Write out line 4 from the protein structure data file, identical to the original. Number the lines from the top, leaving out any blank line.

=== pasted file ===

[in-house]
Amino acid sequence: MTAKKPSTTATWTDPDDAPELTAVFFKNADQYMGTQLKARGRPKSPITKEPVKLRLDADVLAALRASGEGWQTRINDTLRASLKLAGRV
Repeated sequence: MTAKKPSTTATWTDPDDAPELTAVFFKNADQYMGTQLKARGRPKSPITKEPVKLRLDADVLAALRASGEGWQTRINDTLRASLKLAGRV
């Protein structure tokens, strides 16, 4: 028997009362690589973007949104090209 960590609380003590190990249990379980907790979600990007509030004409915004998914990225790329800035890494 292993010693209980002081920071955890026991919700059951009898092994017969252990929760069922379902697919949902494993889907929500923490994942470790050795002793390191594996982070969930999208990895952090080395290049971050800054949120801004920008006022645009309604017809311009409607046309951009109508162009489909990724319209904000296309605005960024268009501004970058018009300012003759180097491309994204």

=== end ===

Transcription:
């Protein structure tokens, strides 16, 4: 028997009362690589973007949104090209 960590609380003590190990249990379980907790979600990007509030004409915004998914990225790329800035890494 292993010693209980002081920071955890026991919700059951009898092994017969252990929760069922379902697919949902494993889907929500923490994942470790050795002793390191594996982070969930999208990895952090080395290049971050800054949120801004920008006022645009309604017809311009409607046309951009109508162009489909990724319209904000296309605005960024268009501004970058018009300012003759180097491309994204």